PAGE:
Analytical Procedures

Recommended analytical procedures

All batches of zinc are thoroughly quality-controlled at Indiana University in multiple tests using VSMOW and SLAP waters, to ensure quantitative conversion of water to elemental hydrogen and reproducibility of stable isotope ratios.  For best results, we recommend adherence to our analytical guidelines (see below).

Please inquire with us if you are unsure which type of zinc is best suited for your application. Before ordering zinc you may request a small free sample for testing (international shipping charges may apply).

Ampules can be reliably marked by engraving. Ampules should be pre-baked at 500 ºC to burn off organic contaminants. We suggest to load 100 mg of zinc for reaction with every 2 mg of water. Avoid mixing of batches of Indiana Zinc because different batches may have different hydrogen blanks. The ampule containing zinc can be connected to a vacuum line with an Ultra-Torr® fitting. The apparatus is designed to admit water from a syringe. Other setups for admission of water are required for certain applications, such as work on fluid inclusions in minerals or work on water that is derived from combustion of organic hydrogen. 

The vacuum line connects via Ultra-Torr® fitting to the top left. From the right side, the syringe pierces through a septum (see also picture below). Another Ultra-Torr® connection at the bottom holds the 6 mm o.d. glass ampule containing zinc. This setup is specialized for the injection of liquid water with a syringe. Other arrangements are necessary if water is derived from fluid inclusions or from combusted organic matter.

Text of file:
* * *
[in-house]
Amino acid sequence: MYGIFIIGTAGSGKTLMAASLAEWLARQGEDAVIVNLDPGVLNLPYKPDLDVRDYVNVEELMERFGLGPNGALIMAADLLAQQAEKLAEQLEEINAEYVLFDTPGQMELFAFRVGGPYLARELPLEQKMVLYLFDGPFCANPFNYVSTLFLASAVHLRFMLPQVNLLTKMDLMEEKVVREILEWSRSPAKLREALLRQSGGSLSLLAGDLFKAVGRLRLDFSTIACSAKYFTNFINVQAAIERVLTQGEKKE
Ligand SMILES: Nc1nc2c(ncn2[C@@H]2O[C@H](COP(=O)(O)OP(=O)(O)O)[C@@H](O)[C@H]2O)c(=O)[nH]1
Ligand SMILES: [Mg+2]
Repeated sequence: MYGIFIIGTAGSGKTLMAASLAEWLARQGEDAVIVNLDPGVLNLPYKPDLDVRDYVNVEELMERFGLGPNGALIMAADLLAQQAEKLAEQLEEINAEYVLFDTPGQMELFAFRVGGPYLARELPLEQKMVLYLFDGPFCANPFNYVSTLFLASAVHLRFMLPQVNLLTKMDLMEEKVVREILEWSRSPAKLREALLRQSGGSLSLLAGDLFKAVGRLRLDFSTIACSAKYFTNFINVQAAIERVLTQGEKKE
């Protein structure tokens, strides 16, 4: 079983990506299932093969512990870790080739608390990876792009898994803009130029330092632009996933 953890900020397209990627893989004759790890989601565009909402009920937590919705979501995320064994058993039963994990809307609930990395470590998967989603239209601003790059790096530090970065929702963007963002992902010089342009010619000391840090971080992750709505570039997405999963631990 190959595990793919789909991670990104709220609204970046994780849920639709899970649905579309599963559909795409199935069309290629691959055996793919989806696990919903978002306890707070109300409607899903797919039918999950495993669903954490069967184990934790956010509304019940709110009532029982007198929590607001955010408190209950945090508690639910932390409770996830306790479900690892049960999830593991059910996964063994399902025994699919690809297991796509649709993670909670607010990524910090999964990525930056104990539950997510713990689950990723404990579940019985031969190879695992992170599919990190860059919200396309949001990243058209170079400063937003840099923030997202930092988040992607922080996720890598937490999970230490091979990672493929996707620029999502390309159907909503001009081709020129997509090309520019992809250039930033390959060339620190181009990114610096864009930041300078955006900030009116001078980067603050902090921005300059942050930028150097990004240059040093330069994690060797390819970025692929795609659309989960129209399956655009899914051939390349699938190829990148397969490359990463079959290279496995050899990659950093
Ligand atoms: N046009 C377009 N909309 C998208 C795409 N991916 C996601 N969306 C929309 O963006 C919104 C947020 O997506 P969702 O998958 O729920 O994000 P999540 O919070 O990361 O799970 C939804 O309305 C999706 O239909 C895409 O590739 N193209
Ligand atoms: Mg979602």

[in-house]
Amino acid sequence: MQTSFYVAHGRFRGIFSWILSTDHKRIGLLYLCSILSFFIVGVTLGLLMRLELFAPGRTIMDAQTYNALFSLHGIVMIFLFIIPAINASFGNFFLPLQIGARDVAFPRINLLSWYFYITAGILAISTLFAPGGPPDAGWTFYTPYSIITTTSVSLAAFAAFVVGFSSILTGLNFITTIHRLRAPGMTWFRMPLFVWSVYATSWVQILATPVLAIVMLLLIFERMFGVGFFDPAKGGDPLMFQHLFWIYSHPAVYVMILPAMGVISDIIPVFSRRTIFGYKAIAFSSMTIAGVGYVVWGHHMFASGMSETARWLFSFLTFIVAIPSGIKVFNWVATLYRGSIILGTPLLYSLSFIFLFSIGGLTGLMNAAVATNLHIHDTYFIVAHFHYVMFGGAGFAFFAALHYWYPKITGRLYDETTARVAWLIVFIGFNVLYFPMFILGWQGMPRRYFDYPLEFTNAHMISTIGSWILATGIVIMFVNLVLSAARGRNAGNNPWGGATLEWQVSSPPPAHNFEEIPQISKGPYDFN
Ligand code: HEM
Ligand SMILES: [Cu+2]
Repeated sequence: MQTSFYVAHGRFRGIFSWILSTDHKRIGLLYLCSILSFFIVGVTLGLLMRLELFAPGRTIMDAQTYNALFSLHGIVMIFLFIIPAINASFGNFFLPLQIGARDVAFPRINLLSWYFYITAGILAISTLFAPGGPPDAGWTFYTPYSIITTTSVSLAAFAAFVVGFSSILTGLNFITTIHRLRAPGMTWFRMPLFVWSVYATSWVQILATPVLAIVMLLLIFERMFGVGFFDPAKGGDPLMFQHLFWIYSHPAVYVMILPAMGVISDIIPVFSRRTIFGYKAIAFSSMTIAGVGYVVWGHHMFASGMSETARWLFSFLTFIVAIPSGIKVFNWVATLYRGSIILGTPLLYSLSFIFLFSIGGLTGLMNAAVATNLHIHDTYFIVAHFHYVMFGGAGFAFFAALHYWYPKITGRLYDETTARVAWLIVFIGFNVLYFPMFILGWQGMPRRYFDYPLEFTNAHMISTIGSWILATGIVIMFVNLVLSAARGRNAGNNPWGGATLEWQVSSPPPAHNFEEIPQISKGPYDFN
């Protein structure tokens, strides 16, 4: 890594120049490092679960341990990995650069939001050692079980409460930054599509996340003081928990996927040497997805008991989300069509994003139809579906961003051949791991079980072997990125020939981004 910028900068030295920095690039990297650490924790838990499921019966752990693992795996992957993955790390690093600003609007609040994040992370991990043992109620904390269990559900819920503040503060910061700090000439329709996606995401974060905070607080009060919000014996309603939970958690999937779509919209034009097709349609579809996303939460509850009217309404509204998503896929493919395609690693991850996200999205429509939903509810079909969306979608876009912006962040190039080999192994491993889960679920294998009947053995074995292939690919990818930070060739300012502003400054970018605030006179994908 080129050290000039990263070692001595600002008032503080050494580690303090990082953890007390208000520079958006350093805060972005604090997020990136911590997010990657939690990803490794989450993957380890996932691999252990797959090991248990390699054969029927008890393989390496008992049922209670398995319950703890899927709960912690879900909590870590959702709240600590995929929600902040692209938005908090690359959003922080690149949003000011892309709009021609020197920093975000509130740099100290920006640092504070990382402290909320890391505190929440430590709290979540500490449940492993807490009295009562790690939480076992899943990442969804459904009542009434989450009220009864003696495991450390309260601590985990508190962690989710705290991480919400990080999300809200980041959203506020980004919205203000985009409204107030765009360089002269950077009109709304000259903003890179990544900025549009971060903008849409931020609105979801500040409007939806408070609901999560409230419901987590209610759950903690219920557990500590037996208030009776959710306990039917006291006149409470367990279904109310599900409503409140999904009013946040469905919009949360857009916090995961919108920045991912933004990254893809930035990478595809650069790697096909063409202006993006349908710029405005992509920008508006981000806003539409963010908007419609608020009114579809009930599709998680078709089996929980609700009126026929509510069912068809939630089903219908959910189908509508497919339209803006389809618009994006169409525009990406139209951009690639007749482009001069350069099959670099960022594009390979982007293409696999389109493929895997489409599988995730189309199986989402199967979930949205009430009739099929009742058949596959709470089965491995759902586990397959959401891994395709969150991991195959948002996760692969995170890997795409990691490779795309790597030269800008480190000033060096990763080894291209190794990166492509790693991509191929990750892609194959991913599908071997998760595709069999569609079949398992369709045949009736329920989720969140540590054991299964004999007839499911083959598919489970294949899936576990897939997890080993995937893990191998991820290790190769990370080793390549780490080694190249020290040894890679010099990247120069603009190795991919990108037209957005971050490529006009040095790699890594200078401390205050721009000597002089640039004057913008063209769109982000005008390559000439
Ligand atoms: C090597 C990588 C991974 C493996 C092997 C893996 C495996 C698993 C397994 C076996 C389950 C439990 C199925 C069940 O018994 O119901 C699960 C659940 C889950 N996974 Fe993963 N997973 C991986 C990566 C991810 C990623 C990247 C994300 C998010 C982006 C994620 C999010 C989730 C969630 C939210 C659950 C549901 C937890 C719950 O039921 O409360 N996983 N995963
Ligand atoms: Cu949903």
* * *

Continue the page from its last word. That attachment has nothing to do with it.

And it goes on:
We recommend to inject water at a ratio of 2 microliter of water (= 2 mg) for each 100 mg of Indiana Zinc.

(b) Pre-heating of Indiana Zinc under vacuum

Indiana Zinc contains some adsorbed atmospheric moisture and some chemisorbed hydrogen, probably in form of hydroxy-groups.

It is recommended to heat the loaded zinc under a good vacuum for at least 5 minutes at 350 ºC, to reduce the hydrogen blank. Heating with a torch is not recommended because open flames offer little temperature control. Overheating needs to be avoided because zinc would excessively sublimate and may lose its reactivity. Consistency in the technique is important to achieve good reproducibility. 

A small, lightweight heating block or heating sleeve (= coil of electrically insulated heating tape around a small copper tube with ca. 7 to 8 mm inner diameter; apply additional external thermal insulation for easy handling; an integrated thermocouple should permit monitoring of core temperature) can be built to slip over the bottom of the ampule, to enclose the end of the zinc-containing glass ampule. The sleeve is fed a constant voltage from a variac transformer to hold a core temperature of 350 ºC. After 5 minutes, a faint metallic mirror should have sublimated onto the interior glass surface just above the heated zone. Absence of this mirror indicates insufficient temperature and/or poor vacuum. A gas torch can be used to briefly flame and outgas the ampule above the heating sleeve.

(c) Loading of water

Most analytical applications provide enough water to use a syringe for injection through a septum. We suggest the use of a 10 microliter gastight syringe that injects 2 microliter of water for each 100 mg of Indiana Zinc. The septum interface should be located near the Ultra-Torr® fitting, with as little internal surface and as few stopcocks as possible.